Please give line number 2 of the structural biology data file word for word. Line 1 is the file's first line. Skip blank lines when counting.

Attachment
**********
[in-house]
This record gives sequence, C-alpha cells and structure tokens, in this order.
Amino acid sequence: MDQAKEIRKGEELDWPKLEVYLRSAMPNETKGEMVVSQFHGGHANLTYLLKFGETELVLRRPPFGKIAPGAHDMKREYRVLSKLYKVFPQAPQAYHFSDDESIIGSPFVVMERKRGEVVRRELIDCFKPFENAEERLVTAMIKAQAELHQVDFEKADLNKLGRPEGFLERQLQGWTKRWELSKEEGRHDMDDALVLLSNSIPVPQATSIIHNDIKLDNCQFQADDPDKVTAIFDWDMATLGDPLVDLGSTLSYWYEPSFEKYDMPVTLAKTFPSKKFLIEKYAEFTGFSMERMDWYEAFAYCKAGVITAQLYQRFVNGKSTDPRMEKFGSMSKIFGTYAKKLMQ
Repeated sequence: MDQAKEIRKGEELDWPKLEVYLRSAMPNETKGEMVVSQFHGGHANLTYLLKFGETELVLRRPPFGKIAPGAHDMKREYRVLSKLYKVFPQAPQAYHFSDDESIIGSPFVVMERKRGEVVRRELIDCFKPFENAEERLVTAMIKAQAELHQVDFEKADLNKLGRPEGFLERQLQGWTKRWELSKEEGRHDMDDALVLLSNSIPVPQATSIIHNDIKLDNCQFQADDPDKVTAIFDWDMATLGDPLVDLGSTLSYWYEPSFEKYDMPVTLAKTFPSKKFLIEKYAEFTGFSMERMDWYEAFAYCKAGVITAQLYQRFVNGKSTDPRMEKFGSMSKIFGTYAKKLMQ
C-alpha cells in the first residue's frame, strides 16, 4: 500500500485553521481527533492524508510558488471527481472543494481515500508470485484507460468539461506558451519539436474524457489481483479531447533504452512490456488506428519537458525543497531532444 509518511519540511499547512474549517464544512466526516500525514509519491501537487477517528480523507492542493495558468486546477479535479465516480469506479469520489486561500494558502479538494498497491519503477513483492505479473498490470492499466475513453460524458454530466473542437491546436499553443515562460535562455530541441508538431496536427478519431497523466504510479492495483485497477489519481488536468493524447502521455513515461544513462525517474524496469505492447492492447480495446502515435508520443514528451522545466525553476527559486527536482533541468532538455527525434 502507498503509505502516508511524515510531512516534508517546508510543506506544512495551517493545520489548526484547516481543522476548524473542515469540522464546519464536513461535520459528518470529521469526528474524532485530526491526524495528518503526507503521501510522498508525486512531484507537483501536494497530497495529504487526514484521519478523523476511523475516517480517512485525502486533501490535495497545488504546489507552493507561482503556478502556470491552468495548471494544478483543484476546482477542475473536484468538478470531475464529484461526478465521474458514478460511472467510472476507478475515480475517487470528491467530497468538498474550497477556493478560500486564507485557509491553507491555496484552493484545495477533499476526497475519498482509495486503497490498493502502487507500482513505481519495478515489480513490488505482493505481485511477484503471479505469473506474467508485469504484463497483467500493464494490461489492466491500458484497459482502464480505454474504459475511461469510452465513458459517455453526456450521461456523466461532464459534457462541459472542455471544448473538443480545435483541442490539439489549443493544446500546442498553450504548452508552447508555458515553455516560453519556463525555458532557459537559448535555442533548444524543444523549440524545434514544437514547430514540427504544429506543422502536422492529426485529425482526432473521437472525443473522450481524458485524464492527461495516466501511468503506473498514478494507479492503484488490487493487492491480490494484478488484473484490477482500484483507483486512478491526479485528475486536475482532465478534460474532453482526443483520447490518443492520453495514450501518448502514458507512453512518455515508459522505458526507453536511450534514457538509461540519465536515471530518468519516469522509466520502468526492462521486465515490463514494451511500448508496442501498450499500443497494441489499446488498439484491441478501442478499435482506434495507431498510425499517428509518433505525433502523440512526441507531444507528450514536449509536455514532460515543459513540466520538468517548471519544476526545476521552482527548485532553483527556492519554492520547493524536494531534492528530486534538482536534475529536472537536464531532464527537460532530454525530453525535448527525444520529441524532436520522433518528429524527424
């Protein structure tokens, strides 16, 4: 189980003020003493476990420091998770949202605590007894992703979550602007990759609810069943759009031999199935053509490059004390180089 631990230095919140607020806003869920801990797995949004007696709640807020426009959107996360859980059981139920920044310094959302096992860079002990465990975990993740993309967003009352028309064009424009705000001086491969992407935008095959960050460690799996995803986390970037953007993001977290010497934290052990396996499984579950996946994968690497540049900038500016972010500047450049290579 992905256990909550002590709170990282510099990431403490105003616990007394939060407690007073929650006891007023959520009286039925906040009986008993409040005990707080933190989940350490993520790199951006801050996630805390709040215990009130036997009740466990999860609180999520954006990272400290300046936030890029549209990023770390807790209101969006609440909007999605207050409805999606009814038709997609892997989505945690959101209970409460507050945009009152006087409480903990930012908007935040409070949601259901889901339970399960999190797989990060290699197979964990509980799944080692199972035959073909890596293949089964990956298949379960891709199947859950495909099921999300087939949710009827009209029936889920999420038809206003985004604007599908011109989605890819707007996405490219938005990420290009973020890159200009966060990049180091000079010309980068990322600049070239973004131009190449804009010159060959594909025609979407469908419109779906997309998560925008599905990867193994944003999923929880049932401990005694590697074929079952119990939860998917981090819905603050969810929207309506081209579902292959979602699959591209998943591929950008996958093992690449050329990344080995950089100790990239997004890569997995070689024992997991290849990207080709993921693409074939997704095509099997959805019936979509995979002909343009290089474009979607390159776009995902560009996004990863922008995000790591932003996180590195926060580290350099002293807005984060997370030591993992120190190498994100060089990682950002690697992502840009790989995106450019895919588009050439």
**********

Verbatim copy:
This record gives sequence, C-alpha cells and structure tokens, in this order.